Paint Horse Breed


The name comes from the Spanish word pintado. Translated, this means painted, or in cowboy language, paint. Spotted horses and/or partially colored horses were also called calicos.This breed’s history, foundation and development most probably was identical to the American Quarter Horse with one distinguishable exception: Color.  It is therefore no surprise that The American Paint Horse Association was thought to be formed primarily because The American Quarter Horse Association does not register horses with white body markings (for the specific regulations on color see the AQHA official handbook of rules and regulations for 2002).It’s easy to understand why this is the second most popular breed in the US. Here’s the recipe: Take a Quarter horse, add color and you get a Paint. For many, this is the most beautiful horse in the world.


In the 16th century, Spanish explorers sailed for the new continent and brought their horses with them. Among these horses were Spotted War horses. According to one historian, one of those horses was white and sorrel with spots on its belly. It is believed that this horse bred with American Mustangs thereby creating the foundation of the American Paint Horse breed of today.

By the early 19th century The Spotted Horse, as it was called, became popular particularly among the American Indians.  Commanches had many spotted horses in their herds. In August of 1962, The American Paint Stock Horse Association was founded.  By the end of the year it grew to 150 members with 250 registered horses.

About that same time a group of spotted horse lovers founded The American Paint Quarter Horse Association.  These two groups merged into The American Paint Horse Association in 1965.  In their very short history this breed has become the second most popular in The United States


Paint horses were from the same origin as Quarter horses, since other than their color, they would have been eligible for registration as American Quarter horses.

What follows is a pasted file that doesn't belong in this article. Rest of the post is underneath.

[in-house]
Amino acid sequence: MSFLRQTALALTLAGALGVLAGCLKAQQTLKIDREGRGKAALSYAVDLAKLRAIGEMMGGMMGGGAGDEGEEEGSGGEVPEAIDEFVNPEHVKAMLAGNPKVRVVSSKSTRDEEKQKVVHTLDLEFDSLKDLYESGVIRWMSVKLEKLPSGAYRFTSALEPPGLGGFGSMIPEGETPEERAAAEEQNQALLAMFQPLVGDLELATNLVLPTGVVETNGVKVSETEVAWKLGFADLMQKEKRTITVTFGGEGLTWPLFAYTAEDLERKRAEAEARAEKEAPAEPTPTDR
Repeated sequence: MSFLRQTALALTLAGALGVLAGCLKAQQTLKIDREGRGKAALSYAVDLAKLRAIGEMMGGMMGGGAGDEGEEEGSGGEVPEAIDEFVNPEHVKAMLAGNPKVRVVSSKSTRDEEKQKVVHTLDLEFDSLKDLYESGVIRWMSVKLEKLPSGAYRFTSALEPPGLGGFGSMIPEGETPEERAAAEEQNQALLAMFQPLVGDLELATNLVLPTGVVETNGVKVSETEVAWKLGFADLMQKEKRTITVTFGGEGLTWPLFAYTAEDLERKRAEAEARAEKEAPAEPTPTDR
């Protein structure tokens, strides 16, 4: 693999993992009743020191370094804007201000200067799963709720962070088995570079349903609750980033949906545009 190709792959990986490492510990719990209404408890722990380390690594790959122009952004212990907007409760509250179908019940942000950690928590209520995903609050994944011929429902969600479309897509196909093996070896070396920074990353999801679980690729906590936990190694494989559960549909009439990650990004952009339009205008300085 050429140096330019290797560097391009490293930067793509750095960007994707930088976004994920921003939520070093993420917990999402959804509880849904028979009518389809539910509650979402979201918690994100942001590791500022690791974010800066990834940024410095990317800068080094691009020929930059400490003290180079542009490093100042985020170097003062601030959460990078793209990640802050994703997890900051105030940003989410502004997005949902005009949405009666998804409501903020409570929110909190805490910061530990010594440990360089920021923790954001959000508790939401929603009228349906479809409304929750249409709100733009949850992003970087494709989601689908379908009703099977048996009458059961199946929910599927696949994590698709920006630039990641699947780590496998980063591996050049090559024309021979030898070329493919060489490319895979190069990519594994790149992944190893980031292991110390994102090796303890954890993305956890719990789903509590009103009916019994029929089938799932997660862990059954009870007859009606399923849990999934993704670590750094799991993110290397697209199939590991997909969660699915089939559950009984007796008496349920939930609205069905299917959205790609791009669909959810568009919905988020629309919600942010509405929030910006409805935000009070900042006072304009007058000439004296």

The Paint Horse Breed is considered to be one of the so-called stock-type horses. They are close coupled, balanced, muscular and built close to the ground. Substantial hindquarter and forearm muscles are required to produce the speed, power and athleticism necessary to the breed.

They are used for roping, cattle, pleasure, trial riding and any event requiring speed and athletic ability. Other breeds of this type include Quarter Horses and Appaloosas.


Color is the main issue when it comes to this breed.  In addition to color, registration requires the Paint Horse Sire and Dam (father & mother) be registered with The American Paint Horse Association, The Jockey Club (for Thoroughbreds), or The American Quarter Horse Association.

Although solid color horses are acceptable for registration, many are one of the following patterns:

1) Tobiano (pronounced: tow be yah’ no) The dark color usually covers one or both flanks. Generally, all four legs are white, at least below the hocks and knees. Generally, the spots are regular and distinct as ovals or round patterns that extend down over the neck and chest, giving the appearance of a shield. Head markings are like those of a solid-colored horse–solid, or with a blaze, strip, star or snip. A tobiano may be either predominantly dark or white. The tail is often two colors.

2) Overo (pronounced: oh vair’ oh) The white usually will not cross the back of the horse between its withers and its tail. Generally, at least one and often all four legs are dark. Generally, the white is irregular, and is rather scattered or splashy. Head markings are distinctive, often bald-faced, apron-faced or bonnet-faced. An overo may be either predominantly dark or white. The tail is usually one color.

3) Tovero (pronounced: tow vair’ oh) Dark pigmentation around the ears, which may expand to cover the forehead and/or eyes. One or both eyes blue. Dark pigmentation around the mouth, which may extend up the sides of the face and form spots. Chest spot(s) in varying sizes. These may also extend up the neck. Flank spot(s) ranging in size. These are often accompanied by smaller spots that extend forward across the barrel, and up over the loin. Spots, varying in size, at the base of the tail.

Horses eligible for the Regular Registry must have a minimum amount of white hair over unpigmented (pink) skin.


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